A personal recount from one of Australia’s leading piano technicians
The Tchaikovsky International Competition is held every 4 years in Moscow and is considered to be one of the most prestigious competitions in the world. There are 4 sections: Piano, Violin, Cello and Voice.
The competition is held over a gruelling 3 weeks with participants firstly performing in a preliminary round. 30 are then chosen to perform in round 1, but due to many arguments amongst the jury this year, 36 were chosen to go through. 12 are chosen for round 2 and then 6 for the finals where they perform with an orchestra.
The piano section is a major television production with over a dozen professional cameras, OB van and expert commentators – much akin to what we would see in a sporting final. There is a separate media centre at the Conservatorium where the competition is also streamed. The world media is in attendance with reporters, camera and audio operators scrumming for the best grab and shot.
The competition is broadcast live on both television and the Internet with over 5 million viewers worldwide in over 140 countries. The concert halls are all sell outs even from round 1. There are already scalpers touting for tickets to the finals!
I arrived a week before the start of the competition to prepare the Steinway Concert Grand for the coming performances. Over the next week I was given several hours a day to work on stabilizing, adjusting and voicing the instrument. I needed the piano to suit the acoustics of the hall and expectations of the ‘young’ pianists who were about to expose their pianistic and musical prowess to the audiences and in particular, the international jury.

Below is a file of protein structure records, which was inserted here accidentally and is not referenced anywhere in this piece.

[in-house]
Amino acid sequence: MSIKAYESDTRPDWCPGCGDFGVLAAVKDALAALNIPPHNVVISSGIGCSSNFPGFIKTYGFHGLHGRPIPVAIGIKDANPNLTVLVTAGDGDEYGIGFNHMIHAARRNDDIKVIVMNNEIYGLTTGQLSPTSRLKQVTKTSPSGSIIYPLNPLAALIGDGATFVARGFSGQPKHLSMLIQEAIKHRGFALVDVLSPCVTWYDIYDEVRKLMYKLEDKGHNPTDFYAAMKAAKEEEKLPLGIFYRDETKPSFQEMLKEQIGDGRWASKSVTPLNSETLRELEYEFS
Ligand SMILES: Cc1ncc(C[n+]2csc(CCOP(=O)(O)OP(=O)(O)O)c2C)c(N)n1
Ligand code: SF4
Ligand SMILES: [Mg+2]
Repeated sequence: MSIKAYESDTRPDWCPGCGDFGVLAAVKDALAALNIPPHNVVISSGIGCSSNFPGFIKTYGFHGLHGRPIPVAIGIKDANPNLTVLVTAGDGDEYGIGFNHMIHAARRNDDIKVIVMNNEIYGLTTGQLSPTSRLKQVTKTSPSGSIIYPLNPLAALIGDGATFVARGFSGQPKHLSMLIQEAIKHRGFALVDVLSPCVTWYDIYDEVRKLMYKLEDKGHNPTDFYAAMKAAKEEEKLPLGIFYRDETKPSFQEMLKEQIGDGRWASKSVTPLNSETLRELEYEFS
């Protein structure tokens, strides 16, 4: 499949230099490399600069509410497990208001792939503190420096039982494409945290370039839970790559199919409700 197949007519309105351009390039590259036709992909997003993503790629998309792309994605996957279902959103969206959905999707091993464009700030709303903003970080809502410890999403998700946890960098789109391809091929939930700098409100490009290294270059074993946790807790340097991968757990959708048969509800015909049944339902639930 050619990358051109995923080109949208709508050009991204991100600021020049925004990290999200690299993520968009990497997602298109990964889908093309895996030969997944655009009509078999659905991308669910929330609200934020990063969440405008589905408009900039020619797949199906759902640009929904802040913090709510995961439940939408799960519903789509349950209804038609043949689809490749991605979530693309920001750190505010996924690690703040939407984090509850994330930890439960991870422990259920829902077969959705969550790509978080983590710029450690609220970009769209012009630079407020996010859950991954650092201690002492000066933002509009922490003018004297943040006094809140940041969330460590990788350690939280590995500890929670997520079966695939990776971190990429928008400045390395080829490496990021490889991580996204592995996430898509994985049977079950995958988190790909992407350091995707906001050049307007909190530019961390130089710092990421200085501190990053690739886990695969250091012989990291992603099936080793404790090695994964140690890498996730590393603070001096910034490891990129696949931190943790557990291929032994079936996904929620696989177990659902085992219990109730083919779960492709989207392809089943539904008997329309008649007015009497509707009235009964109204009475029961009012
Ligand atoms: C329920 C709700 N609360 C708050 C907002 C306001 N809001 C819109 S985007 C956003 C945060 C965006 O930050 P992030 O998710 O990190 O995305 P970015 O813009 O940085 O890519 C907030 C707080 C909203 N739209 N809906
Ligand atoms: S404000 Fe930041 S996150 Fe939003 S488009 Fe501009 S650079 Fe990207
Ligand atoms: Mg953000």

There are 4 different makes of pianos offered for selection and after the preliminary round the successful candidates have 20 minutes to select which instrument they would like to play. This in itself is a daunting task for many of them as they hop from one to the other. Do they feel instantly comfortable on one instrument? Do they choose one with a familiar sound or a familiar touch? Do they decide on the one they feel the best at on stage or do they choose the one recommended by the teacher sitting in the hall? Is it a strategic or musical selection? The various manufacturers and technicians all look on with trepidation to see if their time and work will be appreciated and chosen… Some have a whole crew with several technicians, other staff and managers in attendance, others with just a small contingent.